2000 Berean Law Group, P.C. v. Cox, 259 Va. 622, 528 S.E.2d 108.
Trial court entered order granting demurrer and indicated that action stands dismissed unless on or before September 17, 1998, plaintiff files an amended motion for judgment which is sufficient in law. Trial court thereafter extended that date but no order was entered. When plaintiffs filed amended motion for judgment in accordance with their recollection of court’s ruling, the defendants objected. Court thereafter granted a motion for non-suit. Since the previous order was final order and more than 21 days had passed, court had lost jurisdiction.

2000 Majorana v. Crown Cent. Petroleum Corp., 260 Va. 521, 539 S.E.2d 426.
Within order bifurcating trial, counsel signed the order as “objected to for reasons noted in open court” but failed to provide transcript or authorized statement of facts setting forth basis for ruling and therefore, this is not considered on appeal.

1999 Wagner v. Shird, 257 Va. 584, 514 S.E.2d 613.
Suspending order entered suspending final order for 30 days. After expiration of 30-day suspending order, court entered order of remittitur. At that point, court no longer retained jurisdiction and remittitur could not be entered. Circuit court speaks only through its written orders and orders speak as of day entered. Even though parties may have agreed to further extension of suspension, parties cannot confer subject matter jurisdiction upon court by agreement.

1992 Metro Mach. Corp. v. Mizenko, 244 Va. 78, 419 S.E.2d 632.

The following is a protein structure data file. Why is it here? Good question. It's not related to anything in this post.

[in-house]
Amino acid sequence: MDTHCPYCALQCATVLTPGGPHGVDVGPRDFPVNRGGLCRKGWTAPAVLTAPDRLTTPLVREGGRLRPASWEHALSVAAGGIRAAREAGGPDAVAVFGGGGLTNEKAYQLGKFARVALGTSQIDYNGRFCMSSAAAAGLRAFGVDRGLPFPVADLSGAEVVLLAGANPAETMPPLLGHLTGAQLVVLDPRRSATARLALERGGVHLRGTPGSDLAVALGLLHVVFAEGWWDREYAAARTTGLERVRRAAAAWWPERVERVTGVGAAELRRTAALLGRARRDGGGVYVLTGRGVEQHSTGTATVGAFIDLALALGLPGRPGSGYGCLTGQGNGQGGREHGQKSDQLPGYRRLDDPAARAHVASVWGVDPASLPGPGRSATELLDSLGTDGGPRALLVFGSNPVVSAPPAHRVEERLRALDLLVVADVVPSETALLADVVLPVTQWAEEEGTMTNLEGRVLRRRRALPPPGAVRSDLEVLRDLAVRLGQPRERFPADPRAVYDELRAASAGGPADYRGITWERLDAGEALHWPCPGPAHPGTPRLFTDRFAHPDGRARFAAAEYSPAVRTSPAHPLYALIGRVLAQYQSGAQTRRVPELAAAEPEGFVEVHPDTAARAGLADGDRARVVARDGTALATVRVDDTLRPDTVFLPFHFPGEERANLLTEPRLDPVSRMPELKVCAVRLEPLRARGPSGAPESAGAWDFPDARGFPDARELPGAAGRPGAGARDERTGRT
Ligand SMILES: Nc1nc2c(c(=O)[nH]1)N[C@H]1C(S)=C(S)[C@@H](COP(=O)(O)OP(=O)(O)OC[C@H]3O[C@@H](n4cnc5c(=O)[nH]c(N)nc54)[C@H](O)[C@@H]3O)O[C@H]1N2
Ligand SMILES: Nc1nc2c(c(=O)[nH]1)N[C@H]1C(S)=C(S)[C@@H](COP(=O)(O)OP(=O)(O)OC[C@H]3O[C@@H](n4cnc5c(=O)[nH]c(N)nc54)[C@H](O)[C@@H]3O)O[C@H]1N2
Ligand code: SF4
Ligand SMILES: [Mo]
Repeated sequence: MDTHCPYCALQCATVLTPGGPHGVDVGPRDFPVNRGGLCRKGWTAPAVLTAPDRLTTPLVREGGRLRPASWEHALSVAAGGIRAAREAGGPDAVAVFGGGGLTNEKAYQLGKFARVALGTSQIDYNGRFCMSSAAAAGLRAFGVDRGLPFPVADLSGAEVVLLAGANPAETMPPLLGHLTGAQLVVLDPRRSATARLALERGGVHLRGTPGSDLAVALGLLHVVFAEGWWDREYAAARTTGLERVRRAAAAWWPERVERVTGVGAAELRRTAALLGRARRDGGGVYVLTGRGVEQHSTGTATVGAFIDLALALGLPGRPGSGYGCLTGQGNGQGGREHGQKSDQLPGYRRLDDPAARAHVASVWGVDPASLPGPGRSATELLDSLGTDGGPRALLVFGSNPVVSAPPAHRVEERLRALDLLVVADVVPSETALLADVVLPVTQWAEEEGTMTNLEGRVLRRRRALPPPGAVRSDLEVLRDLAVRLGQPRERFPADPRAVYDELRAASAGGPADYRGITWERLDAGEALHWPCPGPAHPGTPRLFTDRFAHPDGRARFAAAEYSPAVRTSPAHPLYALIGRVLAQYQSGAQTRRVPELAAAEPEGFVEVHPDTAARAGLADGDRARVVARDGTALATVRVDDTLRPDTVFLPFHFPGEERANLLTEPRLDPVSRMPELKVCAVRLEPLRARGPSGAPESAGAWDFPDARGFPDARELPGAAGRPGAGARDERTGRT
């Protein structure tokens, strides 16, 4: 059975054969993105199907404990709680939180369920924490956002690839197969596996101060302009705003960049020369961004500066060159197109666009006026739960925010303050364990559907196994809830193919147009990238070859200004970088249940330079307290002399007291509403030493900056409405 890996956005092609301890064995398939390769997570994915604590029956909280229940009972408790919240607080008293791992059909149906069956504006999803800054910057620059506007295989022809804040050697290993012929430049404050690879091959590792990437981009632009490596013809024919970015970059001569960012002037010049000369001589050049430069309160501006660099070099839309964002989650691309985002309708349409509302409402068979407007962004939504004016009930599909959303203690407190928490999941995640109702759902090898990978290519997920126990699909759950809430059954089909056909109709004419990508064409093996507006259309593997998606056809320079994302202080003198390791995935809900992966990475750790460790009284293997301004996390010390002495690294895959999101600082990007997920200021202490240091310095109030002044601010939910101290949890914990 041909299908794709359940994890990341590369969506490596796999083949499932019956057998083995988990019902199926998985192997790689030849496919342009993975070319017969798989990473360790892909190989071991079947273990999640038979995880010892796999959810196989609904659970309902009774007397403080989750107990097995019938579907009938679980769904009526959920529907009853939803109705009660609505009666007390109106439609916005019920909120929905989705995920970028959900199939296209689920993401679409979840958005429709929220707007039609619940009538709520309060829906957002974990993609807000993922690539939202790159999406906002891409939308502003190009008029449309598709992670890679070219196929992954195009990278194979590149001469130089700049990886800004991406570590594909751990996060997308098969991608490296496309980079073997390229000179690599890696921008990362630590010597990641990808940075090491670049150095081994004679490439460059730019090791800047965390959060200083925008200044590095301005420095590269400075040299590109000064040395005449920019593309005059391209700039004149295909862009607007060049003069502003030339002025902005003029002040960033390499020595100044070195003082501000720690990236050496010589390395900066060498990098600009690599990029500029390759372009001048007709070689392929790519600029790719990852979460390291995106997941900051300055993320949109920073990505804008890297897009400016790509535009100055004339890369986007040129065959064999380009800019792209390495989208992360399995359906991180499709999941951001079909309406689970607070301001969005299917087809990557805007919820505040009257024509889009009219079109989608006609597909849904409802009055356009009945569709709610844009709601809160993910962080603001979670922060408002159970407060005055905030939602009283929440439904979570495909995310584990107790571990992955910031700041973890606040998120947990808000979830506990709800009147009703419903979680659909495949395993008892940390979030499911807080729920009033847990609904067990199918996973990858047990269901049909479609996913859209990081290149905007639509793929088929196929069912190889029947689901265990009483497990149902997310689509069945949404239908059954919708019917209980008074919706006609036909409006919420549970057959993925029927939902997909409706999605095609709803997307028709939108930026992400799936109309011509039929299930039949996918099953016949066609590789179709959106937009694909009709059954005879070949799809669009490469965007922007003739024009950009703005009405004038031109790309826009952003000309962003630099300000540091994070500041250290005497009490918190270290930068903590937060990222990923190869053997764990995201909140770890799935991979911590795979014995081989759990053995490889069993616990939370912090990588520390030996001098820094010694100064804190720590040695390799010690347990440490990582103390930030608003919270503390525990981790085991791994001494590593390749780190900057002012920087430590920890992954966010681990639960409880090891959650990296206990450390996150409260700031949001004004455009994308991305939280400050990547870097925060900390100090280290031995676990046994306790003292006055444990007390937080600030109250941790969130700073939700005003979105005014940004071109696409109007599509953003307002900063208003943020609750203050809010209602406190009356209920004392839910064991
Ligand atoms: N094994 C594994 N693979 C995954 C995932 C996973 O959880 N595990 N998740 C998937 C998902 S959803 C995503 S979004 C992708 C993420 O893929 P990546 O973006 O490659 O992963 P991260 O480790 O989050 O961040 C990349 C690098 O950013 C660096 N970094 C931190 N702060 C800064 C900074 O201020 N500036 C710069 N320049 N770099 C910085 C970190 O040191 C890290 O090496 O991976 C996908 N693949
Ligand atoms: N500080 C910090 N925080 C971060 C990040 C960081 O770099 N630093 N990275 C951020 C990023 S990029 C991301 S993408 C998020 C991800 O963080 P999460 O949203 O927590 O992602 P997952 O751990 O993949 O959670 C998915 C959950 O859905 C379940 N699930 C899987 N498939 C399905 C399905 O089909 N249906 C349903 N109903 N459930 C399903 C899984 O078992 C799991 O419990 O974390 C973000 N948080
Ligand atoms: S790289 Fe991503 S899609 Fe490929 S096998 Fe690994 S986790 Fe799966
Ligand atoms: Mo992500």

Order denying motion for summary judgment became appealable when action was dismissed for other reason.

1988 Shenandoah Pub’g House, Inc. v. Fanning, 235 Va. 253, 368 S.E.2d 253.
Order sealing file in wrongful death action was overturned as too broad. Discovery information may be sealed but trial court erred in sealing judicial records in this case.

1985 Hechler Chevrolet, Inc. v. General Motors Corp., 230 Va. 396, 337 S.E.2d 744.
Motions to reconsider orders are not favored.

1985 Ambiance Assocs. v. Kilby, 230 Va. 60, 334 S.E.2d 556.
Trial court set aside verdict and ordered case returned to docket for trial on all issues. When case came back for re-trial, defendant admitted liability. Trial court then reinstated verdict of $20,000 for plaintiff. This was error as there was no verdict to reinstate since it had been rendered void.

1977 Godfrey v. Williams, 217 Va. 845, 234 S.E.2d 301.
Error for court on twenty-first day after entry of judgment to enter ex parte order extending 21-day period which related to time for modifying and vacating judgments. Trial court lacked authority for subsequent order vacating judgment and judgment entered on subsequent trial was void.

1956 Harvey v. Telephone Co., 198 Va. 213, 93 S.E.2d 309.
Filing of motion to amend order within 21 days does not toll running of 21 days.

1952 McDowell v. Dye, 193 Va. 390, 69 S.E.2d 459.
Discussion of difference between rendition of judgment and entry of judgment. Orders may not be entered nunc pro tunc if rights of any party will be adversely affected.

1951 Spicer v. Spicer, 192 Va. 105, 63 S.E.2d 773.
Order may not be entered nunc pro tunc if rights of any party will thereby be affected adversely. Normally order shall not be effective until written order is entered.

1949 Murden v. Wilbert, 189 Va. 358, 53 S.E.2d 42.
Agreed order of dismissal cannot be set aside unless by agreement.

1943 Robertson v. Commonwealth, 181 Va. 520, 25 S.E.2d 352.
Court has power to punish for contempt of order whether order be in writing or oral. If court lacks jurisdiction, then order is void.

 

Contact Us For A Free Consultation

Orders-Cases Summarized By Accident Lawyer

Contact Us For A Free Consultation

Contact Us For A Free Consultation